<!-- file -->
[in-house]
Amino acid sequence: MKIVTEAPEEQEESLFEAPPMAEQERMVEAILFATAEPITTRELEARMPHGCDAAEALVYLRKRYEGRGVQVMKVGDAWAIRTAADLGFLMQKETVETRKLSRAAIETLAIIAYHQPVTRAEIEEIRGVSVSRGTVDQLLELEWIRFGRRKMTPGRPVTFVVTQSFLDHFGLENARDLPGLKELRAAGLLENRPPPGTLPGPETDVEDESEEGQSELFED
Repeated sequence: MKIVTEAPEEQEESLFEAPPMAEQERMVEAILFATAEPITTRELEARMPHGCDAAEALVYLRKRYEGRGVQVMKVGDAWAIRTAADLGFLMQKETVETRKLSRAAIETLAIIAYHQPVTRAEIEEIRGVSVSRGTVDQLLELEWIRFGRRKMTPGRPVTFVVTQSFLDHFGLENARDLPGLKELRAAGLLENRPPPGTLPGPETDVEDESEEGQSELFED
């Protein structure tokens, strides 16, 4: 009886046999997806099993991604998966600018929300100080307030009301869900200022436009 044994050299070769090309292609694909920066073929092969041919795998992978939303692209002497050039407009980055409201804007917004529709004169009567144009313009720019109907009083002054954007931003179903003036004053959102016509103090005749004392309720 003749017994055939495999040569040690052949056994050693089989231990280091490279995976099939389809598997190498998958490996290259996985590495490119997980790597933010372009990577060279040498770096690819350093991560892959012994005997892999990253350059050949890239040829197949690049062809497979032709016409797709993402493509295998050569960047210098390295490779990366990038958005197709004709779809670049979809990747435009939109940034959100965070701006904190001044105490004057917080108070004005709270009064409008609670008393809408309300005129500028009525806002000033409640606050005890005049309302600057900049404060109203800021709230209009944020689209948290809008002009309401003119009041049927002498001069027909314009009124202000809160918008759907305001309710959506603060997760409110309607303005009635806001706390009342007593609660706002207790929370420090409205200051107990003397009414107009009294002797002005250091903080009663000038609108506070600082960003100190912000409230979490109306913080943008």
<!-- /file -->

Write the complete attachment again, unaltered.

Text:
[in-house]
Amino acid sequence: MKIVTEAPEEQEESLFEAPPMAEQERMVEAILFATAEPITTRELEARMPHGCDAAEALVYLRKRYEGRGVQVMKVGDAWAIRTAADLGFLMQKETVETRKLSRAAIETLAIIAYHQPVTRAEIEEIRGVSVSRGTVDQLLELEWIRFGRRKMTPGRPVTFVVTQSFLDHFGLENARDLPGLKELRAAGLLENRPPPGTLPGPETDVEDESEEGQSELFED
Repeated sequence: MKIVTEAPEEQEESLFEAPPMAEQERMVEAILFATAEPITTRELEARMPHGCDAAEALVYLRKRYEGRGVQVMKVGDAWAIRTAADLGFLMQKETVETRKLSRAAIETLAIIAYHQPVTRAEIEEIRGVSVSRGTVDQLLELEWIRFGRRKMTPGRPVTFVVTQSFLDHFGLENARDLPGLKELRAAGLLENRPPPGTLPGPETDVEDESEEGQSELFED
């Protein structure tokens, strides 16, 4: 009886046999997806099993991604998966600018929300100080307030009301869900200022436009 044994050299070769090309292609694909920066073929092969041919795998992978939303692209002497050039407009980055409201804007917004529709004169009567144009313009720019109907009083002054954007931003179903003036004053959102016509103090005749004392309720 003749017994055939495999040569040690052949056994050693089989231990280091490279995976099939389809598997190498998958490996290259996985590495490119997980790597933010372009990577060279040498770096690819350093991560892959012994005997892999990253350059050949890239040829197949690049062809497979032709016409797709993402493509295998050569960047210098390295490779990366990038958005197709004709779809670049979809990747435009939109940034959100965070701006904190001044105490004057917080108070004005709270009064409008609670008393809408309300005129500028009525806002000033409640606050005890005049309302600057900049404060109203800021709230209009944020689209948290809008002009309401003119009041049927002498001069027909314009009124202000809160918008759907305001309710959506603060997760409110309607303005009635806001706390009342007593609660706002207790929370420090409205200051107990003397009414107009009294002797002005250091903080009663000038609108506070600082960003100190912000409230979490109306913080943008």